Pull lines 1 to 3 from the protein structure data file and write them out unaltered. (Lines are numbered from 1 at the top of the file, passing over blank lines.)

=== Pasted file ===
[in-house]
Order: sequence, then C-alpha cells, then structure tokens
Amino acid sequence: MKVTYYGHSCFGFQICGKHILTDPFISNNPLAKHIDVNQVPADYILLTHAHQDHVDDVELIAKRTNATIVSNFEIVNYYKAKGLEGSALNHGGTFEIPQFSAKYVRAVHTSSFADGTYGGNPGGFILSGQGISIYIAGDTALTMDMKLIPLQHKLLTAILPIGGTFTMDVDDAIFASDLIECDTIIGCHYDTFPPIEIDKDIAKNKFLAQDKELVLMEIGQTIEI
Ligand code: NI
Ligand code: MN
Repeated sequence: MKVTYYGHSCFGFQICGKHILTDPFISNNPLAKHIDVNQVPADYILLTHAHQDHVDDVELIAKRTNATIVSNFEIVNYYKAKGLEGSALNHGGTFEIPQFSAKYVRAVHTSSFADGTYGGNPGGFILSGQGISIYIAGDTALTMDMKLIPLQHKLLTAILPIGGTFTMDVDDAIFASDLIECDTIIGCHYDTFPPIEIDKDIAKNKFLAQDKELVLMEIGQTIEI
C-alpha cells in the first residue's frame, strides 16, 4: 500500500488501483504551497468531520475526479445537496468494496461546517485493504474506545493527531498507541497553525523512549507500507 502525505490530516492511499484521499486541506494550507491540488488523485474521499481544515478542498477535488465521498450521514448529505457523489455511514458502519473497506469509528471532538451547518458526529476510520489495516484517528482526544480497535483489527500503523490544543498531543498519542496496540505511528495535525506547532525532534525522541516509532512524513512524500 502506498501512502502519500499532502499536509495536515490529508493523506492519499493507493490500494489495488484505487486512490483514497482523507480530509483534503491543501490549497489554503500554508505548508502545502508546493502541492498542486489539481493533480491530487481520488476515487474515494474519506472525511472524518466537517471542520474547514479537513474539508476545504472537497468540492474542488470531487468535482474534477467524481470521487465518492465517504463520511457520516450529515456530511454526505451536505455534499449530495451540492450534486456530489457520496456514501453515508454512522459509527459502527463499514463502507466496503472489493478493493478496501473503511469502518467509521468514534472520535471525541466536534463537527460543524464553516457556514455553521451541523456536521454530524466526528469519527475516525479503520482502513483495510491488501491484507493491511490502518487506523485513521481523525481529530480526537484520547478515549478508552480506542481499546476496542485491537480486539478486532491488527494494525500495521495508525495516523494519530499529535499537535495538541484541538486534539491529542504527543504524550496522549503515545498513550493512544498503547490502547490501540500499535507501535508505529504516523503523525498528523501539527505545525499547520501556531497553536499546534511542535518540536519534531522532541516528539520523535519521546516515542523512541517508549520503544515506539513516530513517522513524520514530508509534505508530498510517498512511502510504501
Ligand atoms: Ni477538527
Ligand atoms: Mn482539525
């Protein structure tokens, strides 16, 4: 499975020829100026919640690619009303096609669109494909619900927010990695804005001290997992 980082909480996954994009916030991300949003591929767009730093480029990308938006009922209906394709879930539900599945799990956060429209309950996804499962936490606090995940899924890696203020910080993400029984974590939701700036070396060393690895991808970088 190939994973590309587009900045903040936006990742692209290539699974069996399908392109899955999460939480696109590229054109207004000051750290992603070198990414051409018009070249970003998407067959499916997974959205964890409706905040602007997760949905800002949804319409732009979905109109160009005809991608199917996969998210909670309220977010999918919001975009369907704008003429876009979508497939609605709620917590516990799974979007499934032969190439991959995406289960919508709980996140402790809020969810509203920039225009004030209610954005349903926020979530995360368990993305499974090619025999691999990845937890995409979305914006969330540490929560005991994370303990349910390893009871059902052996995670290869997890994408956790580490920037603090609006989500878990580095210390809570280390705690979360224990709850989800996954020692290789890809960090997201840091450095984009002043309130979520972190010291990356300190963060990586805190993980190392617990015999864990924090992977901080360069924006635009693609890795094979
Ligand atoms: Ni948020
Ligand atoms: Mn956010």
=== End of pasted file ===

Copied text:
[in-house]
Order: sequence, then C-alpha cells, then structure tokens
Amino acid sequence: MKVTYYGHSCFGFQICGKHILTDPFISNNPLAKHIDVNQVPADYILLTHAHQDHVDDVELIAKRTNATIVSNFEIVNYYKAKGLEGSALNHGGTFEIPQFSAKYVRAVHTSSFADGTYGGNPGGFILSGQGISIYIAGDTALTMDMKLIPLQHKLLTAILPIGGTFTMDVDDAIFASDLIECDTIIGCHYDTFPPIEIDKDIAKNKFLAQDKELVLMEIGQTIEI